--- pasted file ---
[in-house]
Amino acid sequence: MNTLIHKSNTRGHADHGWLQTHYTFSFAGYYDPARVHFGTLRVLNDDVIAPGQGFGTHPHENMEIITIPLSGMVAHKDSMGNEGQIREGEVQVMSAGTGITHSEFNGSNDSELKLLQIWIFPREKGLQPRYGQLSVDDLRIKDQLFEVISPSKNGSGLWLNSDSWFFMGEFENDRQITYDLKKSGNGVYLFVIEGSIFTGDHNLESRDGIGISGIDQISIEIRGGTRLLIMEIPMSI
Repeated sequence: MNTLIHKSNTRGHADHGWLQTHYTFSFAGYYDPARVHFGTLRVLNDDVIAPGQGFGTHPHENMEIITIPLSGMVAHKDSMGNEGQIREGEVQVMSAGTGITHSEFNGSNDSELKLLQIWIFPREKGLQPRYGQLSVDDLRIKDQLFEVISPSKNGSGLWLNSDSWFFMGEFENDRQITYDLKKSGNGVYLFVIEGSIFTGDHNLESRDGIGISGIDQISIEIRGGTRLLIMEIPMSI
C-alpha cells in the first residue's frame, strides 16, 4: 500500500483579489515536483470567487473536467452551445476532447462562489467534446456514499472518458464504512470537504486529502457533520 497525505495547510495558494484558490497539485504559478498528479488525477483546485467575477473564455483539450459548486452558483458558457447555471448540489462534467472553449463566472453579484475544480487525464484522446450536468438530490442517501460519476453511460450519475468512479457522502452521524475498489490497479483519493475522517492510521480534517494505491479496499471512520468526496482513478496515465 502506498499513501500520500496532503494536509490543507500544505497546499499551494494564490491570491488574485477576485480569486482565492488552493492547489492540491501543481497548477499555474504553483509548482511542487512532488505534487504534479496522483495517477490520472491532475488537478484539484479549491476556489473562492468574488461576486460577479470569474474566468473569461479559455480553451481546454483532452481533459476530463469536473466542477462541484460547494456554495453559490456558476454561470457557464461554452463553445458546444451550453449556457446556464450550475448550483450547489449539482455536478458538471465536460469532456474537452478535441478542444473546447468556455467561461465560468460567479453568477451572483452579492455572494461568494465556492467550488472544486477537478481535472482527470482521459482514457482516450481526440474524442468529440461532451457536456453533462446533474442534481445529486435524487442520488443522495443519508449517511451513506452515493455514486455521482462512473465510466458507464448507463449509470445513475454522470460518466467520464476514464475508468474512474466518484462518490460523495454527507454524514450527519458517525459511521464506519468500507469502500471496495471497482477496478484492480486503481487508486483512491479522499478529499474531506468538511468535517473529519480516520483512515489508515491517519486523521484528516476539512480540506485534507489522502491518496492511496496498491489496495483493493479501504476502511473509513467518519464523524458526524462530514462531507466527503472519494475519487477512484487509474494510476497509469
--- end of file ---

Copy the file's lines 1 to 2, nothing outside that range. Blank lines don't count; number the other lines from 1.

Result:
[in-house]
Amino acid sequence: MNTLIHKSNTRGHADHGWLQTHYTFSFAGYYDPARVHFGTLRVLNDDVIAPGQGFGTHPHENMEIITIPLSGMVAHKDSMGNEGQIREGEVQVMSAGTGITHSEFNGSNDSELKLLQIWIFPREKGLQPRYGQLSVDDLRIKDQLFEVISPSKNGSGLWLNSDSWFFMGEFENDRQITYDLKKSGNGVYLFVIEGSIFTGDHNLESRDGIGISGIDQISIEIRGGTRLLIMEIPMSI